What are the cargo room specs of the 2022 Hyundai Santa Cruz?

2022 Hyundai Santa Cruz Changes: 🚙What’s the difference vs 2021 Hyundai Santa Cruz?

The Santa Cruz is an all-new model, unlike anything we’ve seen from Hyundai before. It’s essentially a downsized pickup truck without a ladder-frame chassis. Some of you will stop reading at this point because a truck absolutely has to have a ladder frame, right? No, sorry. According to the dictionary, a pickup only needs an open part on the back in which goods can be carried. The Hyundai can do that, so it’s a pickup.

This is a new take on the pickup truck, but Hyundai is not the first. Honda can rightfully claim to be the first manufacturer to build a pickup truck without adding unnecessary mechanical bits that you don’t need on the school run. Hyundai just takes it a step further and in the right direction. The pickup truck segment needs some disruption, in our opinion, and since Elon seems to be struggling with the CyberTruck, the Santa Cruz is the next big thing.


Santa Cruz Performance

The Santa Cruz is available with two engines. One is a 2.5-liter four-pot that breathes normally, while the other uses a turbocharger. The naturally-aspirated motor produces 191 horsepower and 181 lb-ft of torque, while the turbocharged derivative takes the figures up to 281 hp and 311 lb-ft of torque.

The base model is currently only available in front-wheel-drive format, while the turbocharged engine can only be coupled to the HTRAC all-wheel-drive system. Hyundai does state that front- and all-wheel-drive derivatives of both are coming soon. Sans turbocharger, the power is sent to the wheels via an eight-speed torque converter automatic transmission. Upgrade to the turbocharged model and Hyundai includes an eight-speed dual-clutch transmission with paddle shifters on the inside. Hyundai doesn’t make any claims as to how quick the Santa Cruz is to 60, but we expect a 0 to 60 mph figure of under seven seconds for the turbocharged variant.

All models come as standard with Trailer Prep Package included. FWD models can tow 3,500 lbs, while AWD models can manage 5,000 lbs. This is where we start to see the difference between the Santa Cruz and the traditional ladder-frame pickup truck. A turbocharged four-pot Ranger with rugged leaf springs at the rear can tow a full 7,500 lbs, but compared to similarly-sized crossovers, the Santa Cruz is strong. The maximum payload of 1,906 lbs (entry-level FWD) is impressive, too.

Ford Maverick vs. Hyundai Santa Cruz: Cup Holders

The Ford Maverick has a scarcely believable 16 cup holders in the cabin — check this to see all of them — while the Hyundai Santa Cruz seems to have a rather pedestrian 6 cup holders.

The Santa Cruz can explore off road… as long as you don’t try to go too far off the road.Hyundai

Ford Maverick vs. Hyundai Santa Cruz: Driver Assist Features

Neither vehicle is self-driving, of course, but the Hyundai Santa Cruz does have an extensive list of available safety features. Automatic emergency braking with pedestrian detection is standard, as are lane-keeping assist and automatic high beams.

Blind-spot monitoring with avoidance assist is standard in SEL and up, as is rear cross-traffic collision avoidance assist. Rain-sensing wipers, adaptive cruise control (with navigation-aware curve speed adjustments), and an excellent highway drive assist lane-centering feature are included in the top-tier Limited trim.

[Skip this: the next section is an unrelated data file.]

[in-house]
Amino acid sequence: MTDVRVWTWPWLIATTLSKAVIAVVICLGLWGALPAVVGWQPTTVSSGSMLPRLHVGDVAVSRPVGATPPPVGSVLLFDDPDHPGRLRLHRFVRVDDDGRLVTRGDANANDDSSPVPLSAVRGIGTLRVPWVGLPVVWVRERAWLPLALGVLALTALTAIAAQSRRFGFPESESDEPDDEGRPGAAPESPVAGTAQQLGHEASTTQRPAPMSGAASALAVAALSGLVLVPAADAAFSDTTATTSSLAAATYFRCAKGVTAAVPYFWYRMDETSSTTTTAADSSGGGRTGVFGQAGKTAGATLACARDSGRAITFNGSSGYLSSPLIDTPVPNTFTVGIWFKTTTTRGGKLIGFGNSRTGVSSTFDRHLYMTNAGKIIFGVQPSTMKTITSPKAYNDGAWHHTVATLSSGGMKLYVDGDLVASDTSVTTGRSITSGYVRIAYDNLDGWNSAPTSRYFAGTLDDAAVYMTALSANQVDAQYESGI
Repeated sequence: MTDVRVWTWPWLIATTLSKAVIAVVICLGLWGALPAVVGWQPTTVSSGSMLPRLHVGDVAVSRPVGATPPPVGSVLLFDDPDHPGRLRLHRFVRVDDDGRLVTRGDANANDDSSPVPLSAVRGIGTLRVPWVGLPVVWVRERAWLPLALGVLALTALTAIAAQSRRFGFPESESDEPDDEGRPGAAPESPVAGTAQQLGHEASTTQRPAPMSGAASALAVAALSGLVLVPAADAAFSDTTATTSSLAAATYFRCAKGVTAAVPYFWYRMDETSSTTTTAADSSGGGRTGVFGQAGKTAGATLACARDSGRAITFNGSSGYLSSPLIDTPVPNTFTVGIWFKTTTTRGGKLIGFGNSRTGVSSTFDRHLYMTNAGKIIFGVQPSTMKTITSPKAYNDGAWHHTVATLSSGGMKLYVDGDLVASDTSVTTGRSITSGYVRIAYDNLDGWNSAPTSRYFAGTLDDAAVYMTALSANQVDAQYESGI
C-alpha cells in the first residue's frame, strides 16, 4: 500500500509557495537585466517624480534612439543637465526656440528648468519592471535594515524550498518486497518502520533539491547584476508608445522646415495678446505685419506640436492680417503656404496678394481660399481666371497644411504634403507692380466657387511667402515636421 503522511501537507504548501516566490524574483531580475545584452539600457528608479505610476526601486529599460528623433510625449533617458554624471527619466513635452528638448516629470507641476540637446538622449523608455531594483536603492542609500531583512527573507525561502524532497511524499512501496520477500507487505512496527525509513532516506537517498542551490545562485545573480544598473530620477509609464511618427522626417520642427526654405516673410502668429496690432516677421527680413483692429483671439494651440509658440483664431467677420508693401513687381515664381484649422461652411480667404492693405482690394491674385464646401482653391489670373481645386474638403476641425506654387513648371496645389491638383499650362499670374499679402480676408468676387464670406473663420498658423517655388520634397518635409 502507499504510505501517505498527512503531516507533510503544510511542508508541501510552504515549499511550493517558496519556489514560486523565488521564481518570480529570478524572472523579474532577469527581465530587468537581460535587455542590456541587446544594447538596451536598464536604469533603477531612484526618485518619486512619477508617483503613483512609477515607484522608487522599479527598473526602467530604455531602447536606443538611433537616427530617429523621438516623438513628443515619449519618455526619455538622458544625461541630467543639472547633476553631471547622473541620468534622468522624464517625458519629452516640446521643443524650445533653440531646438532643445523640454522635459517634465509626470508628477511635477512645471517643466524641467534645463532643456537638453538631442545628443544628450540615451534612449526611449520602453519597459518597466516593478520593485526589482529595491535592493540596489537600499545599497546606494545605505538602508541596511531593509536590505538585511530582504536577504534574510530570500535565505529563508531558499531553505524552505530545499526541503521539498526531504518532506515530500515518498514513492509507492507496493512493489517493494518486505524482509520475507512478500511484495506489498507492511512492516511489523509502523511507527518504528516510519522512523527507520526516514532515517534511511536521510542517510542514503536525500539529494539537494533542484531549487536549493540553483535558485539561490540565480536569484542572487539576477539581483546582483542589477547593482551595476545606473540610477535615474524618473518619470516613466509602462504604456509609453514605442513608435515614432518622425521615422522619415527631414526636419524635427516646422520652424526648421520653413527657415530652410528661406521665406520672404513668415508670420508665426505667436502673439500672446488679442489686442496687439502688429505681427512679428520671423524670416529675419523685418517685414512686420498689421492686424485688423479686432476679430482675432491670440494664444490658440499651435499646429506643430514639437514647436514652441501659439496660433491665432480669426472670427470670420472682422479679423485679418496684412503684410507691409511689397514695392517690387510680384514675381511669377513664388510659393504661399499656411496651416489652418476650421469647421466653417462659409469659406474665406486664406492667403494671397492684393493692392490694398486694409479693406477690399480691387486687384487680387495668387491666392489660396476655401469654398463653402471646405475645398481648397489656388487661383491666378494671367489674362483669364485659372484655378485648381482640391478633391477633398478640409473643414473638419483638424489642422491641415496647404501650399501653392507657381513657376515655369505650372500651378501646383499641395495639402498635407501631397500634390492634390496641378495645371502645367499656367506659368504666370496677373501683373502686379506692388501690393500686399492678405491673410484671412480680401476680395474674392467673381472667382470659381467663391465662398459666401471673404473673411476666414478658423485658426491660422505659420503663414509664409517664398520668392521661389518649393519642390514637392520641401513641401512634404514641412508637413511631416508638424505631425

The Ford Maverick includes standard automatic emergency braking with pedestrian detection and automatic high beams.

Cruise control is not standard with the base XL trim but is available on higher trims. Also available, depending on trim, are adaptive cruise with stop & go, evasive steering assist, lane centering and lane-keeping assist, blind-spot monitoring, and lane-departure warning.

The Maverick is one of the most popular vehicles around, if only Ford could build more of them.Ford

Car Care Express

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Pricing for the Hyundai Santa Cruz

So, with less towing capacity and cargo space, how does the price tag stack up to its competitors? The Santa Cruz is priced at between $25,175 and $40,905 for all the various trims offered. 

The biggest competitor that the Santa Cruz is facing is Ford’s new Maverick, a compact truck with similar features. This compact Ford truck has a significantly lower starting price for its base trim of just under $20,000. It can tow up to 4,000 lbs, while the Santa Cruz can tow 3,500 lbs or 5,000 lbs, depending on your trim of choice. 

When comparing the two cheapest options, the Santa Cruz and the Ford Maverick, the standard trim Ford Maverick can only tow 2,000 pounds. The all-wheel drive model increases its towing capacity to 4,000 pounds with an optional 4K tow package. So the Santa Cruz is more expensive but offers a better towing capacity than the Maverick when comparing the two trim levels. 

As for other small to midsize pickup trucks currently available, the Nissan Frontier has a starting MSRP of $27,190, the Honda Ridgeline has a starting MSRP of $36,490, and the Toyota Tacoma has a starting MSRP of $26,400. So depending on what the customer’s needs, the best value for consumers is the Santa Cruz because it delivers impressive towing and payload capacity for such a small truck and can be purchased for around $25,000, depending on the trim level. If towing is not a concern, then the least expensive of the lot will be the Ford Maverick.

RELATED: The 2022 Hyundai Santa Cruz is a Pickup for Drivers Who Wanted a Car


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